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Ipsos MORI Political Monitor - Majority back more tax-raising powers for Scotland if it votes to stay in the UK, and say England and Wales should have the same

Three in four think the UK will still exist in its current form in one year, but only half that it will be in twenty years’ time

Published:18 June 2014
Fieldwork:14-17 June 2014
Sub-Theme:Political Monitor

With just three months to go to the Scottish referendum, most Britons would back giving Scotland increased powers to choose their own levels of taxation and spending if it votes to stay in the UK, as proposed by Labour, the Liberal Democrats and the Conservatives. A little over half (55%) back such powers, with 28% opposing them. Similar levels of support are given for England (56%) and Wales (54%) also being given such powers. However, there is less appetite to give such powers to major cities (30% support, 55% oppose) or regions (30% support, 56% oppose).

There is slightly less desire for a devolved English Parliament, however, with more saying they would prefer to see England governed as it is now, with laws made by the UK Parliament (44%), rather than for England to have its own new Parliament with law making powers (26%) or for regions to have their own assemblies that run services like health (23%).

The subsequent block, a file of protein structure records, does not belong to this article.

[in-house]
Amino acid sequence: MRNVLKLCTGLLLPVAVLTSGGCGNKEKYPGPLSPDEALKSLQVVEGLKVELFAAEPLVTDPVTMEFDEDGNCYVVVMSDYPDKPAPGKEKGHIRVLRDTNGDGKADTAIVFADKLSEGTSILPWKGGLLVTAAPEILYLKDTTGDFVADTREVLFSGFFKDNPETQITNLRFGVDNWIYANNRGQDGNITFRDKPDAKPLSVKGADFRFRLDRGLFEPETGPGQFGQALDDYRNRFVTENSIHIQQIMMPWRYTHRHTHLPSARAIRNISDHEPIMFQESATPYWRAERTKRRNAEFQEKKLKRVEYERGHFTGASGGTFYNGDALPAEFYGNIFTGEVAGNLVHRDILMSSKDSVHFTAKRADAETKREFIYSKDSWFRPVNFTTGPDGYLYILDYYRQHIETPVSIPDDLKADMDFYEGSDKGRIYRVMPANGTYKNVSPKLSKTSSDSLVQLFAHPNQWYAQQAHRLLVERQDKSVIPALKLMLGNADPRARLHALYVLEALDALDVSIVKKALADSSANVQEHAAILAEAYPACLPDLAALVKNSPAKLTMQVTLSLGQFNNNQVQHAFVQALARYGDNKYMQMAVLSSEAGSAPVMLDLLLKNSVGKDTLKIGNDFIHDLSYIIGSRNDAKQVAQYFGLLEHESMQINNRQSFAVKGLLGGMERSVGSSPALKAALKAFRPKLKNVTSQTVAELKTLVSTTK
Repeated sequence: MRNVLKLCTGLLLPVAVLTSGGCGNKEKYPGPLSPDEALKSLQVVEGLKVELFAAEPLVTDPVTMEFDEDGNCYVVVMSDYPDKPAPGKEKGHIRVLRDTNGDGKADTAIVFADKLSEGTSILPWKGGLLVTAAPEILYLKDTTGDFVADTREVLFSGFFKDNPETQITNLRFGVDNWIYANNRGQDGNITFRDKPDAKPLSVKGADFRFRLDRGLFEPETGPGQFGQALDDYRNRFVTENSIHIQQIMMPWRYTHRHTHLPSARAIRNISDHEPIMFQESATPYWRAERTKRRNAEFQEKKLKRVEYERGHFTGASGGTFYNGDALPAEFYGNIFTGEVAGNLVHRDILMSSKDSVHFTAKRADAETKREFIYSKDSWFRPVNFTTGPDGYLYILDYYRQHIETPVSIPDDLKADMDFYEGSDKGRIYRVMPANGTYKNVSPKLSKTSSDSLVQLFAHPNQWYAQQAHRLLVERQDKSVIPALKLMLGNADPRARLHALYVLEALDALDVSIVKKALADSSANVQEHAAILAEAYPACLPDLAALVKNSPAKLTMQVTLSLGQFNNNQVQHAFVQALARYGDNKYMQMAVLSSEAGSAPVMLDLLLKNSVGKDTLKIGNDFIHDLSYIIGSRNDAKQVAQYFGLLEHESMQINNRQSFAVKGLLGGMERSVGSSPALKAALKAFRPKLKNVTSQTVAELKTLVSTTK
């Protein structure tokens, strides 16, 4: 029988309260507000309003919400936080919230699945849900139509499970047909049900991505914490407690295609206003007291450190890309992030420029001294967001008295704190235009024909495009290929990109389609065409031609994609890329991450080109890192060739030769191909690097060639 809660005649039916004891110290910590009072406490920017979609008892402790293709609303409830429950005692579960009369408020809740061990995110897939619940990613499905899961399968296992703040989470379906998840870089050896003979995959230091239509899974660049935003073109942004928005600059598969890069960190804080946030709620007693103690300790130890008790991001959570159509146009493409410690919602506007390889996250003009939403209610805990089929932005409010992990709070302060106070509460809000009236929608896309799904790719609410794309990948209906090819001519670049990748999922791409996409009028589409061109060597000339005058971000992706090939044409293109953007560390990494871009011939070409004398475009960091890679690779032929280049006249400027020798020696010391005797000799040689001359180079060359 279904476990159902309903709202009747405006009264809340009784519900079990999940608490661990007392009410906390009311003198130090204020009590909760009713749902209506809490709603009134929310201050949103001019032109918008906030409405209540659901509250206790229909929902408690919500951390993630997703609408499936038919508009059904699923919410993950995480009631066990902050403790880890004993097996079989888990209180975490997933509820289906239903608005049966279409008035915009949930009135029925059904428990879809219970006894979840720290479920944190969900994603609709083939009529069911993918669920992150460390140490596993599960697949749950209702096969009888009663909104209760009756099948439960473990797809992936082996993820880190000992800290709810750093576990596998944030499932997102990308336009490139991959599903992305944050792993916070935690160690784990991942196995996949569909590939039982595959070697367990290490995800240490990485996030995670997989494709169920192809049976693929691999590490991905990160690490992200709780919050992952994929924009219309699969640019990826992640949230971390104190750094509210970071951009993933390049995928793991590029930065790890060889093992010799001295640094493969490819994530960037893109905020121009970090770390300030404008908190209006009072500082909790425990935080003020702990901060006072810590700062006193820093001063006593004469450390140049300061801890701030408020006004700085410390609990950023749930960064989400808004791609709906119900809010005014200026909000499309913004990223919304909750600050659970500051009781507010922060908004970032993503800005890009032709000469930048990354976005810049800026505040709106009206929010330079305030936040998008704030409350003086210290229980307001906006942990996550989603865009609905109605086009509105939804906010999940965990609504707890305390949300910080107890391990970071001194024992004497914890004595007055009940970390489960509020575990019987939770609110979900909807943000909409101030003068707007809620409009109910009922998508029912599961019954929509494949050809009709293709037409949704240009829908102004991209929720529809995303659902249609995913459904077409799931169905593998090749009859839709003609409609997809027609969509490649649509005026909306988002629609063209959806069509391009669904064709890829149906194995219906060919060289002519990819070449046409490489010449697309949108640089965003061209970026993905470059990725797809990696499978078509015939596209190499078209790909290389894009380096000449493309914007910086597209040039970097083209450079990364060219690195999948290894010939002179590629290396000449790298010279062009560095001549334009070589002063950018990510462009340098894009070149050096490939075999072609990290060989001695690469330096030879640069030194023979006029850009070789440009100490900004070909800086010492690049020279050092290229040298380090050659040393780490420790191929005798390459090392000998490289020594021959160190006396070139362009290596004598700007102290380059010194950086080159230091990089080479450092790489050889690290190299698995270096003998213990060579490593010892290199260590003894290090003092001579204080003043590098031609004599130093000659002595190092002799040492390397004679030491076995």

A large majority of Britons do believe that the UK will exist in its current form a year from now. Three-quarters (74%) think the UK will exist in its current form in one year, with 17% thinking it will not. However, Britons are increasingly unsure looking further into the future, with 61% thinking the UK will exist in its current form in five years, 48% in ten years, and 39% in twenty years. For twenty years’ time, this represents an even split between those thinking it will and will not exist in its current form, with 39% thinking it will and 38% thinking it will not. Compared with two years ago, there has been an increase in those thinking that the UK will still exist in twenty years’ time (up from 34% to 39%), but also an increase in those saying ‘don’t know’ (from 17% to 22%), perhaps reflecting increased uncertainty because of the referendum.

Gideon Skinner, Head of Political Research at Ipsos MORI said:  

“One of the most interesting – and less talked about - aspects of the Scottish referendum is its implications for attitudes to devolution in the rest of the country, regardless of the result. Our research shows that there is support for England and Wales to be given the same powers as are being offered to Scotland, wherever people live in the country.”

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Ipsos MORI interviewed a representative sample of 1,001 adults aged 18+ across Great Britain. Interviews were conducted by telephone 14th – 17th June 2014.  Data are weighted to match the profile of the population.

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Bobby Duffy
Bobby Duffy

Managing Director, Social Research Institute

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Gideon Skinner
Gideon Skinner

Head of Political Research

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London Evening Standard

London Evening Standard

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